A winning pair

An important part of working with Career Evolution is the skills and experience of its Consultants. Sam was paired with Consultant Margery MacKellar, who worked closely with her to rebuild her confidence and help Sam recognise where her strengths were. Sam explains: “Margery was incredible. Without a doubt, without her support, I wouldn’t have got to where I am today.”

Thinking big in outplacement

Sam added: “Margery was so encouraging. She made me realise that the world was my oyster. I am passionate about reducing mental health stigma, promoting workplace health and wellbeing and ensuring staff feel comfortable to bring their whole selves to work. Setting up Gaia has enabled me to do this and help more people. I have also been able to focus on areas I feel particularly strongly about, such as Menopause, Grief and Bereavement and Trauma Risk Management.”

With initial plans to set up as a sole trader, Sam ultimately opted to set up a limited company, as well as offering some associate training work. She focuses much of her energy on working with SMEs and not for profit clients. Through coaching conversations, Margery was able to support and encourage Sam to think big and pursue her dreams.

Wellbeing expert

Sam is a Mental Health and Suicide First Aider, Trauma Risk Management (TRiM) and Sustaining Resilience at Work (StRaW) Practitioner and Invisible Illness Advocate. She also holds a NEBOSH Certificate in Managing Health and Wellbeing in the Workplace, as well as a Masters in Workplace Health and Wellbeing with Distinction.

Sam commented: “One of the things Margery helped me with was providing coaching but then also settings tasks to keep me focused on what I was trying to achieve. She made me write a bio statement that I felt really sold me and what I could offer. She encouraged me to turn my passive statements into strong statements that showcased what I was capable of. The support from Career Evolution and Margery has been life changing, and I am so glad I took advantage of the outplacement.”

For further information on outplacement, visit

Why use outplacement when there is a skills gap?

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There is a lot of conversation about a skills shortage across many sectors and job roles at the moment, which surely means that the power is currently in the hands of the job seeker rather than the recruiter. However, despite this, some employers are still sourcing out placement for individuals, even when the skills the individual has are very marketable, and there should be no issue in them securing a new role. This raises the question of why invest in outplacement services in the existing employment landscape?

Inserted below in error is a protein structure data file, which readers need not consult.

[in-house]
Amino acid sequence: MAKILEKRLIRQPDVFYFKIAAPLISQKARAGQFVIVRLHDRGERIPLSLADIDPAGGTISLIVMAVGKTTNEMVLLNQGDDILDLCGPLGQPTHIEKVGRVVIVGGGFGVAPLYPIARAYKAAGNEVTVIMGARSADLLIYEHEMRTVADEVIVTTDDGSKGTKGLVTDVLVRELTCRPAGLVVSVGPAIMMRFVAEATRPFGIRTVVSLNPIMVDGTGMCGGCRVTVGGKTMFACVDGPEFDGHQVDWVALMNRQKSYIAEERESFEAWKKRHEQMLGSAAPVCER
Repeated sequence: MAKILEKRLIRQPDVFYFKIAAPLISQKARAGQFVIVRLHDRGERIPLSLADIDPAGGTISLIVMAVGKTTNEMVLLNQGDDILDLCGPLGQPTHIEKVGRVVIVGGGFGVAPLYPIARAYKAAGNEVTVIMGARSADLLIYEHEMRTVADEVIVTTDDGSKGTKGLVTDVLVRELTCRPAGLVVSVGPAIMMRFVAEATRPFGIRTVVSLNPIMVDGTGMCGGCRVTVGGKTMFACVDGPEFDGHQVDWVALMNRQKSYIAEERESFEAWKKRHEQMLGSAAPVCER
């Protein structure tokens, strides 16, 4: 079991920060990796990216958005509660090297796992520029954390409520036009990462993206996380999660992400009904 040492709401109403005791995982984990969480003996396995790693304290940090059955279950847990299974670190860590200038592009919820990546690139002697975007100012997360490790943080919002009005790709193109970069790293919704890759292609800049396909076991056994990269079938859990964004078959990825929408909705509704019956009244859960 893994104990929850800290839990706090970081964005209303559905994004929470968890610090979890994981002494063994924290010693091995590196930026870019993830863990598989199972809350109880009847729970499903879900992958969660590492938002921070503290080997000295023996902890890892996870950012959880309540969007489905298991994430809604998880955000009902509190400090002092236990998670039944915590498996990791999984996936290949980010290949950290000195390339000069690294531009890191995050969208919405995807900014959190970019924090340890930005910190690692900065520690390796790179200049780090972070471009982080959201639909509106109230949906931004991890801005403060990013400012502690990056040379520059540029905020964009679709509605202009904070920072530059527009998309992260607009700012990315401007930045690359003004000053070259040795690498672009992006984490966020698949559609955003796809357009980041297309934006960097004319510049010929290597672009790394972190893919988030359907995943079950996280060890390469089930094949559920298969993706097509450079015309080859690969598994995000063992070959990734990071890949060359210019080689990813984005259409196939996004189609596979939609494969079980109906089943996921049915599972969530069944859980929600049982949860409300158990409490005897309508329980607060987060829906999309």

Not ‘one size fits all’

Outplacement is not a linear process. There are many stages of outplacement, which will come in a different order for each individual depending on their personal circumstances. The main areas include identifying the options, preparing a CV, updating LinkedIn and putting a strategy in place, followed by interview training and check-ins. Outplacement can help an individual make sense of what needs doing, in what order, without it becoming overwhelming.

Turning the process upside down

Ensuring that a client is ready to get the next right job, can turn the linear process upside down. Some individuals will need to start with interview training rather than preparing a CV, if they end up with job interviews lined up, potentially even before their official leaving date. This can happen through word of mouth or if they have utilised their network effectively.

Making good decisions

Regardless of the order they approach their search for a new role, it can be a stressful time, and an outplacement Consultant can help make sure that the individual makes good decisions.  Whatever the outcome – and it’s great when a client gets the right job quickly – the individual still needs to take the time to record their achievements and substantiate them. In other words, make sure that their CV and LinkedIn profile is up to date.

Time to check-in

Securing a new role quickly has lots of benefits for the individual. Not only does it give them peace of mind and a clear direction, but it also provides the outplacement Consultant with the opportunity to check in with them during the first few months, to ensure that they are happy with their decision and help them assess if they need to try and change anything about their new role.  Outplacement is rarely wasted as a resource and continues to give good internal and external PR to the companies who commission it.

For further information, visit Career Evolution.

The problem with too much choice